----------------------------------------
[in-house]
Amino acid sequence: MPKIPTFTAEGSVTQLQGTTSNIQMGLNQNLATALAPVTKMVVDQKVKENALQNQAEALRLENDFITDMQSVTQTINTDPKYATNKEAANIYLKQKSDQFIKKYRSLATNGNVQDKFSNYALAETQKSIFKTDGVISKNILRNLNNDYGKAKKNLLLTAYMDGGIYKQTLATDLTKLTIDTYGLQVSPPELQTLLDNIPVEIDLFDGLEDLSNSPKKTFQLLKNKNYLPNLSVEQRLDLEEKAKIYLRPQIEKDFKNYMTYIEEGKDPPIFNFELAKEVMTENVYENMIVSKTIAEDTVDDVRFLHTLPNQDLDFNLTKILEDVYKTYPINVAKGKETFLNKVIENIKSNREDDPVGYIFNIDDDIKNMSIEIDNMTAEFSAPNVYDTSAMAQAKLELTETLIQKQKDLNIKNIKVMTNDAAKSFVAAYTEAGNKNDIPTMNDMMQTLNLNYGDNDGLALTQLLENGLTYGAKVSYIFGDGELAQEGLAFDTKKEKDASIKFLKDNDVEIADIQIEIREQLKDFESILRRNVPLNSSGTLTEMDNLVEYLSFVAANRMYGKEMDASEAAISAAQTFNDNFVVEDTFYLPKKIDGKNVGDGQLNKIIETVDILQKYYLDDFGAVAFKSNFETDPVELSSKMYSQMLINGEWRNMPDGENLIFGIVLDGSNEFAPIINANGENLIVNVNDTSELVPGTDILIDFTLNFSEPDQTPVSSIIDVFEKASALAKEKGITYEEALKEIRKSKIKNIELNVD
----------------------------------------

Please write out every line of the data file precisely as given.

[in-house]
Amino acid sequence: MPKIPTFTAEGSVTQLQGTTSNIQMGLNQNLATALAPVTKMVVDQKVKENALQNQAEALRLENDFITDMQSVTQTINTDPKYATNKEAANIYLKQKSDQFIKKYRSLATNGNVQDKFSNYALAETQKSIFKTDGVISKNILRNLNNDYGKAKKNLLLTAYMDGGIYKQTLATDLTKLTIDTYGLQVSPPELQTLLDNIPVEIDLFDGLEDLSNSPKKTFQLLKNKNYLPNLSVEQRLDLEEKAKIYLRPQIEKDFKNYMTYIEEGKDPPIFNFELAKEVMTENVYENMIVSKTIAEDTVDDVRFLHTLPNQDLDFNLTKILEDVYKTYPINVAKGKETFLNKVIENIKSNREDDPVGYIFNIDDDIKNMSIEIDNMTAEFSAPNVYDTSAMAQAKLELTETLIQKQKDLNIKNIKVMTNDAAKSFVAAYTEAGNKNDIPTMNDMMQTLNLNYGDNDGLALTQLLENGLTYGAKVSYIFGDGELAQEGLAFDTKKEKDASIKFLKDNDVEIADIQIEIREQLKDFESILRRNVPLNSSGTLTEMDNLVEYLSFVAANRMYGKEMDASEAAISAAQTFNDNFVVEDTFYLPKKIDGKNVGDGQLNKIIETVDILQKYYLDDFGAVAFKSNFETDPVELSSKMYSQMLINGEWRNMPDGENLIFGIVLDGSNEFAPIINANGENLIVNVNDTSELVPGTDILIDFTLNFSEPDQTPVSSIIDVFEKASALAKEKGITYEEALKEIRKSKIKNIELNVD